1. Suetonius, Jul. 76, errs in stating that he used the title imperator as a praenomen.
2. The statement of Dio and Suetonius, that a general cura legum et morum was conferred on Caesar in 46 B.C., is rejected by Mommsen. It is possible that it may have some foundation in the terms of the law establishing his third dictatorship.
Thus Caesar's work remained unfinished, and this must be borne in mind in considering his record of legislative and administrative reform. Some account of this is given elsewhere (see ROME: History, Ancient), but it may be well to single out from the list of his measures (some of which, such as the restoration of exiles and the children of proscribed persons, were dictated by political expediency, while others, such as his financial proposals for the relief of debtors, and the steps which he took to restore Italian agriculture, were of the nature of palliatives) those which have a permanent significance as indicating his grasp of imperial problems. The Social War had brought to the inhabitants of Italy as far as the Po the privileges of Roman citizenship; it remained to extend this gift to the Transpadane Italians, to establish a uniform system of local administration and to devise representative institutions by which at least some voice in the government of Rome might be permitted to her new citizens. This last conception lay beyond the horizon of Caesar, as of all ancient statesmen, but his first act on gaining control of Italy was to enfranchise the Transpadanes, whose claims he had consistently advocated, and in 45 B.C. he passed the Lex Julia Municipalis, an act of which considerable fragments are inscribed on two bronze tables found at Heraclea near Tarentum.3 This law deals inter alia with the police and the sanitary arrangements of the city of Rome, and hence it has been argued by Mommsen that it was Caesar's intention to reduce Rome to the level of a municipal town. But it is not likely that such is the case. Caesar made no far-reaching modifications in the government of the city, such as were afterwards carried out by Augustus, and the presence in the Lex Julia Municipalis of the clauses referred to is an example of the common process of "tacking" (legislation per saturam, as it was called by the Romans). The law deals with the constitution of the local senates, for whose members qualifications of age (30 years) and military service are laid down, while persons who have suffered conviction for various specified offences, or who are insolvent, or who carry on discreditable or immoral trades are excluded. It also provides that the local magistrates shall take a census of the citizens at the same time as the census takes place in Rome, and send the registers to Rome within sixty days. The existing fragments tell us little as to the decentralization of the functions of government, but from the Lex Rubria, which applies to the Transpadane districts enfranchised by Caesar (it must be remembered that Cisalpine Gaul remained nominally a province until 42 B.C.) we gather that considerable powers of independent jurisdiction were reserved to the municipal magistrates. But Caesar was not content with framing a uniform system of local government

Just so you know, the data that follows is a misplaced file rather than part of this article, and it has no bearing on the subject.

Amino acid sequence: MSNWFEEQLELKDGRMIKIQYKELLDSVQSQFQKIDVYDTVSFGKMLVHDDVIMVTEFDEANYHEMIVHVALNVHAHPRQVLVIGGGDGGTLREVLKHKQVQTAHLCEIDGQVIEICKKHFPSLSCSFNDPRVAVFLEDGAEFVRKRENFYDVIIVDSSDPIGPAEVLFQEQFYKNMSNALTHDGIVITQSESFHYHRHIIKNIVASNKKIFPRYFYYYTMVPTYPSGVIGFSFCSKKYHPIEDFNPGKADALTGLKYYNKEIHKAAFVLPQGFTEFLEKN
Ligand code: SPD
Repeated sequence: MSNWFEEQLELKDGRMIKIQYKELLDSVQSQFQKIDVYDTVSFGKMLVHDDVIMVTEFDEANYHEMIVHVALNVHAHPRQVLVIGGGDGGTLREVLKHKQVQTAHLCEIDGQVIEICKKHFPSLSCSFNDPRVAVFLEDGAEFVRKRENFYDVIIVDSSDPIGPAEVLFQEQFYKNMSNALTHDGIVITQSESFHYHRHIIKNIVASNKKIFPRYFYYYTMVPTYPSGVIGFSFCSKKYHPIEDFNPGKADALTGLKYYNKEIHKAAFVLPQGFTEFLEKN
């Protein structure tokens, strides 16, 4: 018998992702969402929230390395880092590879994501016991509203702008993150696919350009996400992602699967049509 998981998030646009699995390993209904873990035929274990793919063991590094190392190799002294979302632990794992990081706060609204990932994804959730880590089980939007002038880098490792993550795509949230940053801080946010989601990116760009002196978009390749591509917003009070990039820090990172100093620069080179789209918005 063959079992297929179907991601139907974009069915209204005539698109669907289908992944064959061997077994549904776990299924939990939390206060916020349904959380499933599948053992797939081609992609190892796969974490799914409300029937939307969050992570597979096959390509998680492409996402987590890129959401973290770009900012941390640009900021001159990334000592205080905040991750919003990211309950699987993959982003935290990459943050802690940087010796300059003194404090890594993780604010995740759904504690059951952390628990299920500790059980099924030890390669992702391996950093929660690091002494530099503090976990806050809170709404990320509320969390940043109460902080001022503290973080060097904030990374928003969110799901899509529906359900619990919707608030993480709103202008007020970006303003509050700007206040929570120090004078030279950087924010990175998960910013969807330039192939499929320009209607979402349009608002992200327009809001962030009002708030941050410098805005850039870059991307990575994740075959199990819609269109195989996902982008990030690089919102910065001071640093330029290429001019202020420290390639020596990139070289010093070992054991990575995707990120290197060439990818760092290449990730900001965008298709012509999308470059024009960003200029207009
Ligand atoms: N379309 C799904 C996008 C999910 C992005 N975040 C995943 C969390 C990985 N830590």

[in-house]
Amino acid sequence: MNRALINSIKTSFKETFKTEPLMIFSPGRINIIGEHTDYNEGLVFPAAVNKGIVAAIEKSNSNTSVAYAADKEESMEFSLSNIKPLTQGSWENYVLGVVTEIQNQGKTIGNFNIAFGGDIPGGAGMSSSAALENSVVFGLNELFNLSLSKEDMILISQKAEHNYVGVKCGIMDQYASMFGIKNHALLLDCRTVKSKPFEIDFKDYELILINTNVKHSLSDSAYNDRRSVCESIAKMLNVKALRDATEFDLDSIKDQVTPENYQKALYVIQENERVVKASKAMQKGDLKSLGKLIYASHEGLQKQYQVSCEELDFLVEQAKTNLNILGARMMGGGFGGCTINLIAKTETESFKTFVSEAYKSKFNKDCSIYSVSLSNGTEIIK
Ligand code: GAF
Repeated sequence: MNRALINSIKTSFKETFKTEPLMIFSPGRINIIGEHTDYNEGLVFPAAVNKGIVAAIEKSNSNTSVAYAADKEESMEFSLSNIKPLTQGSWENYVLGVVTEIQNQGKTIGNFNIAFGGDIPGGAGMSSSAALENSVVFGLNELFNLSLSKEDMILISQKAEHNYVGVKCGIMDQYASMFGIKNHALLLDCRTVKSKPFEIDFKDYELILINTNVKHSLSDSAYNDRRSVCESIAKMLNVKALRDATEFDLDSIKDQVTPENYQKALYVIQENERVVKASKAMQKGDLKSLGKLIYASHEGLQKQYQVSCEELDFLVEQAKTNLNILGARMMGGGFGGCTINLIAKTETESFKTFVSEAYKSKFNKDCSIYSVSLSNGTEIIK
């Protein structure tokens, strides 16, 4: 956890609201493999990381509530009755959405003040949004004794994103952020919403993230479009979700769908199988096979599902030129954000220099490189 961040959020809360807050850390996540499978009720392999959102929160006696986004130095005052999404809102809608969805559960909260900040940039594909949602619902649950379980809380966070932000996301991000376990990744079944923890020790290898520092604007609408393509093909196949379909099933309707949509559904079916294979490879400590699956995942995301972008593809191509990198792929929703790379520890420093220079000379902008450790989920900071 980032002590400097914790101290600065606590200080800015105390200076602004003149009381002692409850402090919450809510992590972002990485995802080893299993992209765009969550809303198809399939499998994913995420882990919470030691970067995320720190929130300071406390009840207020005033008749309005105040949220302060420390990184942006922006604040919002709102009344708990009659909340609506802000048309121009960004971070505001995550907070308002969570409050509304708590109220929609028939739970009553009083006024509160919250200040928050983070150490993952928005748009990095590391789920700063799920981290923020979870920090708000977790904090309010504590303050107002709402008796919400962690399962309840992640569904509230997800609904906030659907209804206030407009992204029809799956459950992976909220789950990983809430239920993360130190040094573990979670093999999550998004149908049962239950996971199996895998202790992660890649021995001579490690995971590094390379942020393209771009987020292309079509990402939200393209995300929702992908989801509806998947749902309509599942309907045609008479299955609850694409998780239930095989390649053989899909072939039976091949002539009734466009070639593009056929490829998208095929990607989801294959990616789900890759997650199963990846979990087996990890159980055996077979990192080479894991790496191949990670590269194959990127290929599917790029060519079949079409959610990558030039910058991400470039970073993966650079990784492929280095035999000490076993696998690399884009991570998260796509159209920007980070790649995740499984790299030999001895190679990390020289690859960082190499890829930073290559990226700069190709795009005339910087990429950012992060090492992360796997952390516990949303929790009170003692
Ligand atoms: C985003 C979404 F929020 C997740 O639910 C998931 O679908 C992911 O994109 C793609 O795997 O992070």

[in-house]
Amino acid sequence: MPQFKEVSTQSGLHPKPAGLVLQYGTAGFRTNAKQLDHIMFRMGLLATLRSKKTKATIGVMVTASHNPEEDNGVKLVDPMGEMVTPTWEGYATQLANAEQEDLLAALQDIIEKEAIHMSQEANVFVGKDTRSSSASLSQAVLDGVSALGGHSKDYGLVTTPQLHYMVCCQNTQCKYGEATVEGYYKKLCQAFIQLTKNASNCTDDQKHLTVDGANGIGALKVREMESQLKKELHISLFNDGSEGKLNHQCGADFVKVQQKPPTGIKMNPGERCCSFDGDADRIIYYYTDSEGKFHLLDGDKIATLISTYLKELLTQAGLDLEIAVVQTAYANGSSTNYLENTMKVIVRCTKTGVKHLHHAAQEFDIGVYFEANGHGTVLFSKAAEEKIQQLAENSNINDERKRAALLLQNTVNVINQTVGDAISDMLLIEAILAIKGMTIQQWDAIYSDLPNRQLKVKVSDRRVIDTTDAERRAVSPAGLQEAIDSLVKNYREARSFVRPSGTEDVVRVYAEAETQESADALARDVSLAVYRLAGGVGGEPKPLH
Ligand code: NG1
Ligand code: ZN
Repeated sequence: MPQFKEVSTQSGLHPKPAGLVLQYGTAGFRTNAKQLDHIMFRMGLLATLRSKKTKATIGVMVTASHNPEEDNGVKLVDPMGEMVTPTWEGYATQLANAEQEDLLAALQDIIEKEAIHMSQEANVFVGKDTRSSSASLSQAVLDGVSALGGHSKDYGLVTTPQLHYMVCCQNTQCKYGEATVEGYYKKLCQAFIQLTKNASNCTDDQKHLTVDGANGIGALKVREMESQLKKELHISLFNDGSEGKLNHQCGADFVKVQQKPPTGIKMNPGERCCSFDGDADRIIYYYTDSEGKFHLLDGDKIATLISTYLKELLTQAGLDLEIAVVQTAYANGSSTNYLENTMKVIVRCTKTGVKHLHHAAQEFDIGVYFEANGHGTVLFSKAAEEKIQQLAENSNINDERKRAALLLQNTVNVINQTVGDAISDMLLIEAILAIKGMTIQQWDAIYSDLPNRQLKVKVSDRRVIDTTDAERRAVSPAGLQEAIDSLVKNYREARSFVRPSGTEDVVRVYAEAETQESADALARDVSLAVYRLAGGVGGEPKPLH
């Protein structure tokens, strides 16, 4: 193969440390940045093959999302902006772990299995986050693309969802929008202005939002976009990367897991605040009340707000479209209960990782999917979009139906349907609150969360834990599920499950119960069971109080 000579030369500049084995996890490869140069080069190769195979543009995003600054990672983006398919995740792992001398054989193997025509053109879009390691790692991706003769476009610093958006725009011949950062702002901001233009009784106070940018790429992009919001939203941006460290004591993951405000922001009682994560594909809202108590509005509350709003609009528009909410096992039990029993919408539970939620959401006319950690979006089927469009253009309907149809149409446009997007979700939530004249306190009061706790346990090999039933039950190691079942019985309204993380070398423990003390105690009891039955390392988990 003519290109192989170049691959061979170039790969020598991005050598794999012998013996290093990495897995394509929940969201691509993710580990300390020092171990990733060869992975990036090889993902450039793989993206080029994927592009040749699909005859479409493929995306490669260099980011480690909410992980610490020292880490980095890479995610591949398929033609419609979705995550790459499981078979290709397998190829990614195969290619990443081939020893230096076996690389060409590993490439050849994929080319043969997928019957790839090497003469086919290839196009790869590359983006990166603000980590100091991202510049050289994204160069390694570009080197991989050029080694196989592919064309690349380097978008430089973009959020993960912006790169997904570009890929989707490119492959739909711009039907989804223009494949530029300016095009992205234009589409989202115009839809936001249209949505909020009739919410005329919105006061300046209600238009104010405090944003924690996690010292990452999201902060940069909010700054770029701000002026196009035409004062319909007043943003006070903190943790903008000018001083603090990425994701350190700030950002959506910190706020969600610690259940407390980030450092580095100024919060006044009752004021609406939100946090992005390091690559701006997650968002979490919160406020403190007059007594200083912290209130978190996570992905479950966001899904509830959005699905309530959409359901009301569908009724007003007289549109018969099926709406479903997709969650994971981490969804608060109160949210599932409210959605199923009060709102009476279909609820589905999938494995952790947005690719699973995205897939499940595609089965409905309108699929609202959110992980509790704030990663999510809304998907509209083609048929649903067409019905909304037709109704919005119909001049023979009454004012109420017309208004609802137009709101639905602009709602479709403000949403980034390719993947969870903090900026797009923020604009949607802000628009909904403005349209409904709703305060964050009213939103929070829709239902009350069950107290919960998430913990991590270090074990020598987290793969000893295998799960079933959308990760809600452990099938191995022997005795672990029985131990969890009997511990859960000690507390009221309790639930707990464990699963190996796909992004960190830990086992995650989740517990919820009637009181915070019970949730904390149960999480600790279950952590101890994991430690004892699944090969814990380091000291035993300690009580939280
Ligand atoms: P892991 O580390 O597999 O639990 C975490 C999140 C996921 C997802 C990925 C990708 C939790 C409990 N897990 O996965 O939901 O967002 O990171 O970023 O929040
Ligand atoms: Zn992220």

for Italy. He was the first to carry out on a large scale those plans of transmarine colonization whose inception was due to the Gracchi. As consul in 59 B.C. Caesar had established colonies of veterans in Campania under the Lex Julia Agraria, and had even then laid down rules for the foundation of such communities. As dictator he planted numerous colonies both in the eastern and western provinces, notably at Corinth and Carthage. Mommsen interprets this policy as signifying that "the rule of the urban community of Rome over the shores of the Mediterranean was at an end," and says that the first act of the "new Mediterranean state" was "to atone for the two greatest outrages which that urban community had perpetrated on civilization." This, however, cannot be admitted. The sites of Caesar's colonies were selected for their commercial value, and that the citizens of Rome should cease to be rulers of the Mediterranean basin could never have entered into Caesar's mind. The colonists were in many cases veterans who had served under Caesar, in others members of the city proletariat. We possess the charter of the colony planted at Urso in southern Spain under the name of Colonia Julia Genetiva Urbanorum. Of the two latter titles, the first is derived from the name of Venus Genetrix, the ancestress of the Julian house, the second indicates that the colonists were drawn from the plebs urbana. Accordingly, we find that free birth is not, as in Italy, a necessary qualification for municipal office. By such foundations Caesar began the extension to the provinces of that Roman civilization which the republic had carried to the bounds of the Italian peninsula. Lack of time alone prevented him from carrying into effect such projects as the piercing of the Isthmus of Corinth, whose object was to promote trade and intercourse throughout the Roman dominions, and we are told that at the time of his death he was contemplating the extension of the empire to its natural frontiers, and was about to engage in a war with Parthia with the object of carrying Roman arms to the Euphrates. Above all, he was determined that the empire should be governed in the true sense of the word and no longer exploited by its rulers, and he kept a strict control over the legati, who, under the form of military subordination, were responsible to him for the administration of their provinces.